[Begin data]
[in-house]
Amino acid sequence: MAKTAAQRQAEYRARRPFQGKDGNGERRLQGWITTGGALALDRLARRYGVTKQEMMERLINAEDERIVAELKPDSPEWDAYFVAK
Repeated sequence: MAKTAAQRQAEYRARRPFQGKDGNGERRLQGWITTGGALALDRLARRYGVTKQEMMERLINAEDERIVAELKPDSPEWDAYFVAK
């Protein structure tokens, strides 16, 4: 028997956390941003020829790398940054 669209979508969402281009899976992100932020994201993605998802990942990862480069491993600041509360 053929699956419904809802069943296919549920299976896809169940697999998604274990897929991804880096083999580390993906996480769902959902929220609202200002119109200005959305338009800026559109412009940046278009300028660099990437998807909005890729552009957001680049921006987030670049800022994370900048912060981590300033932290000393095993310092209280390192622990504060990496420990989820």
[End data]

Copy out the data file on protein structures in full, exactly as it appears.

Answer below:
[in-house]
Amino acid sequence: MAKTAAQRQAEYRARRPFQGKDGNGERRLQGWITTGGALALDRLARRYGVTKQEMMERLINAEDERIVAELKPDSPEWDAYFVAK
Repeated sequence: MAKTAAQRQAEYRARRPFQGKDGNGERRLQGWITTGGALALDRLARRYGVTKQEMMERLINAEDERIVAELKPDSPEWDAYFVAK
């Protein structure tokens, strides 16, 4: 028997956390941003020829790398940054 669209979508969402281009899976992100932020994201993605998802990942990862480069491993600041509360 053929699956419904809802069943296919549920299976896809169940697999998604274990897929991804880096083999580390993906996480769902959902929220609202200002119109200005959305338009800026559109412009940046278009300028660099990437998807909005890729552009957001680049921006987030670049800022994370900048912060981590300033932290000393095993310092209280390192622990504060990496420990989820």